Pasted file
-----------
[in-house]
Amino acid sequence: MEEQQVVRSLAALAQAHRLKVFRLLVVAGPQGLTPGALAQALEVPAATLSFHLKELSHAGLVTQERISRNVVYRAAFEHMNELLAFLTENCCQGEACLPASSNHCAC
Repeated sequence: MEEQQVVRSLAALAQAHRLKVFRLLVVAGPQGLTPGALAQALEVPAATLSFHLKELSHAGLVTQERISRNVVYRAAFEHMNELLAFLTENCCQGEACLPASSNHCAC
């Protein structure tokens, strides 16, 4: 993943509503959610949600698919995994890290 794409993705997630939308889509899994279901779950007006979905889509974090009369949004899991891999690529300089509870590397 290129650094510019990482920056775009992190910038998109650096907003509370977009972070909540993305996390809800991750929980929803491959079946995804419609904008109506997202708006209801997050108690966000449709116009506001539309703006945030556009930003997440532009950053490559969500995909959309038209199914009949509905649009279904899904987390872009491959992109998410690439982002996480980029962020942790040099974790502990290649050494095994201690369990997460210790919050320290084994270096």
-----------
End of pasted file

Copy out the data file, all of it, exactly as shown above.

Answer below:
[in-house]
Amino acid sequence: MEEQQVVRSLAALAQAHRLKVFRLLVVAGPQGLTPGALAQALEVPAATLSFHLKELSHAGLVTQERISRNVVYRAAFEHMNELLAFLTENCCQGEACLPASSNHCAC
Repeated sequence: MEEQQVVRSLAALAQAHRLKVFRLLVVAGPQGLTPGALAQALEVPAATLSFHLKELSHAGLVTQERISRNVVYRAAFEHMNELLAFLTENCCQGEACLPASSNHCAC
């Protein structure tokens, strides 16, 4: 993943509503959610949600698919995994890290 794409993705997630939308889509899994279901779950007006979905889509974090009369949004899991891999690529300089509870590397 290129650094510019990482920056775009992190910038998109650096907003509370977009972070909540993305996390809800991750929980929803491959079946995804419609904008109506997202708006209801997050108690966000449709116009506001539309703006945030556009930003997440532009950053490559969500995909959309038209199914009949509905649009279904899904987390872009491959992109998410690439982002996480980029962020942790040099974790502990290649050494095994201690369990997460210790919050320290084994270096």